How will the Russian invasion into Ukraine affect the Russian political system?
Generally speaking, the development of the Russian political and administrative machine will be driven by three key factors: growing isolation from the Western world and the consequent departure from its political norms and practices; intra-elite infighting for the place in a new political reality between various fractions of the military, secret service, and law-enforcement groups; and the effect of worsening economic conditions on the people’s opinions, political behavior, and protest activity. The current consolidation of public opinion will be used by the system in its search for self-preservation. The borders of the country will probably change, for example. Also, new state unions may arise, solidifying the status quo that the next generation of Russians, including the country’s possible new political leaders, will have to accept.
In terms of legislative developments, the last few months have been marked by a flurry of repressive legislation: most notably, imposing penalties for the spread of any non-official information about the “special military operation”, broader definition of state treason and de-facto criminalization of contacts with foreigners, and further restrictions for “foreign agents.” These initiatives mostly came from the parliamentarians rather than from the government or the president. This is done for the purpose of presenting these political restrictions as some product of common will, an implied demonstration of societal solidarity as represented by the “people’s representatives.” The government has reserved for itself the introduction of economic measures that tend to support “strategic sectors” in the face of sanctions and economic decline.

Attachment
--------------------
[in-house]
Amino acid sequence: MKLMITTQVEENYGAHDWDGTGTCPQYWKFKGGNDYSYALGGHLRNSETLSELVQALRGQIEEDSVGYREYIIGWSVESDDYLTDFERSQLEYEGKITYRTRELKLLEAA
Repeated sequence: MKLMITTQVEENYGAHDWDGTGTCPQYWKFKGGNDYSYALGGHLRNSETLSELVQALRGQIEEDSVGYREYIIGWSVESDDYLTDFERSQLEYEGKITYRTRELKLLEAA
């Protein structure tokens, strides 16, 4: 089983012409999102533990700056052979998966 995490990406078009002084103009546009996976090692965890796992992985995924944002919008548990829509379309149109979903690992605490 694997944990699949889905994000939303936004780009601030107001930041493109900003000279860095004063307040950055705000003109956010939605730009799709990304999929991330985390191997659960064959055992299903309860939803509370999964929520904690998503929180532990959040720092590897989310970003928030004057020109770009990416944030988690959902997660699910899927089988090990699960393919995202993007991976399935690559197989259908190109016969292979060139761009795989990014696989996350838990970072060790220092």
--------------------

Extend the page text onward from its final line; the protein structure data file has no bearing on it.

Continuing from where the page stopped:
What insights for your work are you expecting to gain during your fellowship?
The Fellowship presents an unrivaled opportunity both to continue the analysis of Russian legislative developments, together with an inquiry into their political mechanisms. It also offers the possibility to discuss with other experts and public intellectuals the ongoing transformations of both the democratic and non-democratic political models.
Most importantly for my field of study, it allows access to the German parliament and its workers and to the scholars who study the theory and practices of parliamentarism. Consultations with experts and parliamentary members on the nature of legislative procedure in Germany are beneficial both for discovering similarities and differences, possible examples, and best practices.
What makes Berlin and Germany relevant for your work?
The environment of Berlin with its multinational political, media, and academic community, including the many people from post-Soviet space who were recently involved in practical politics or expertise, lends itself to a discussion on the evolution of political institutions, legislation, and practices.
First-hand study of legislative practices of a democratic parliament is key to understanding both the challenges and the advantages of a competitive legislative process. It may further help to devise a mechanism that can prevent the malformation of the legislative process into an instrument of imitative public discussion and misuse of law.